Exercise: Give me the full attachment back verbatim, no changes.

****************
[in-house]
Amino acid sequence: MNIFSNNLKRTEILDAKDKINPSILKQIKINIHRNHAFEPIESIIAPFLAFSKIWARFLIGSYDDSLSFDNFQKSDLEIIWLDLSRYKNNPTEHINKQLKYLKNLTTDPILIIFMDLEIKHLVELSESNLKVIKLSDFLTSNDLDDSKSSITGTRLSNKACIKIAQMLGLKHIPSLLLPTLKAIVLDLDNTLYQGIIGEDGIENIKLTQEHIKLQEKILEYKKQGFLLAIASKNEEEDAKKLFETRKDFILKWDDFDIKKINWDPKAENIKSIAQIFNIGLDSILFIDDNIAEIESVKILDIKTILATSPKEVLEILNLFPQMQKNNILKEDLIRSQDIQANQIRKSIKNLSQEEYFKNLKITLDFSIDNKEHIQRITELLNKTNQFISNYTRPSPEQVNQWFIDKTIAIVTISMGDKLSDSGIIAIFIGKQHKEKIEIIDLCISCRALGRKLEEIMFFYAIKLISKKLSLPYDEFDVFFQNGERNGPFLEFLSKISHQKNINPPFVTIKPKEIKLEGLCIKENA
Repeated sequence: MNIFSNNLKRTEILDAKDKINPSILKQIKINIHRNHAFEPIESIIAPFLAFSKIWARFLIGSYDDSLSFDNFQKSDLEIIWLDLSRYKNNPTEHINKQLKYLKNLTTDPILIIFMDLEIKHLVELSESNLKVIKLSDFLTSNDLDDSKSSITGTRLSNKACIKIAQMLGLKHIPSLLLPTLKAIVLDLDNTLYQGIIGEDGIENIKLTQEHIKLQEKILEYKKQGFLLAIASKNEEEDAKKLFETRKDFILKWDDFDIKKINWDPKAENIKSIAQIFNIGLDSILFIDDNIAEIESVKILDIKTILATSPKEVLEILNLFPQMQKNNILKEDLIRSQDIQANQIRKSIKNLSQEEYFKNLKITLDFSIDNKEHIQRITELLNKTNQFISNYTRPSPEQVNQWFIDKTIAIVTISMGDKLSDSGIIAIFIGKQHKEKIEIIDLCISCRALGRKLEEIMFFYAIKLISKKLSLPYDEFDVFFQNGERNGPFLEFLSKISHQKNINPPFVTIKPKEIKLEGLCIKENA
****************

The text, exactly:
[in-house]
Amino acid sequence: MNIFSNNLKRTEILDAKDKINPSILKQIKINIHRNHAFEPIESIIAPFLAFSKIWARFLIGSYDDSLSFDNFQKSDLEIIWLDLSRYKNNPTEHINKQLKYLKNLTTDPILIIFMDLEIKHLVELSESNLKVIKLSDFLTSNDLDDSKSSITGTRLSNKACIKIAQMLGLKHIPSLLLPTLKAIVLDLDNTLYQGIIGEDGIENIKLTQEHIKLQEKILEYKKQGFLLAIASKNEEEDAKKLFETRKDFILKWDDFDIKKINWDPKAENIKSIAQIFNIGLDSILFIDDNIAEIESVKILDIKTILATSPKEVLEILNLFPQMQKNNILKEDLIRSQDIQANQIRKSIKNLSQEEYFKNLKITLDFSIDNKEHIQRITELLNKTNQFISNYTRPSPEQVNQWFIDKTIAIVTISMGDKLSDSGIIAIFIGKQHKEKIEIIDLCISCRALGRKLEEIMFFYAIKLISKKLSLPYDEFDVFFQNGERNGPFLEFLSKISHQKNINPPFVTIKPKEIKLEGLCIKENA
Repeated sequence: MNIFSNNLKRTEILDAKDKINPSILKQIKINIHRNHAFEPIESIIAPFLAFSKIWARFLIGSYDDSLSFDNFQKSDLEIIWLDLSRYKNNPTEHINKQLKYLKNLTTDPILIIFMDLEIKHLVELSESNLKVIKLSDFLTSNDLDDSKSSITGTRLSNKACIKIAQMLGLKHIPSLLLPTLKAIVLDLDNTLYQGIIGEDGIENIKLTQEHIKLQEKILEYKKQGFLLAIASKNEEEDAKKLFETRKDFILKWDDFDIKKINWDPKAENIKSIAQIFNIGLDSILFIDDNIAEIESVKILDIKTILATSPKEVLEILNLFPQMQKNNILKEDLIRSQDIQANQIRKSIKNLSQEEYFKNLKITLDFSIDNKEHIQRITELLNKTNQFISNYTRPSPEQVNQWFIDKTIAIVTISMGDKLSDSGIIAIFIGKQHKEKIEIIDLCISCRALGRKLEEIMFFYAIKLISKKLSLPYDEFDVFFQNGERNGPFLEFLSKISHQKNINPPFVTIKPKEIKLEGLCIKENA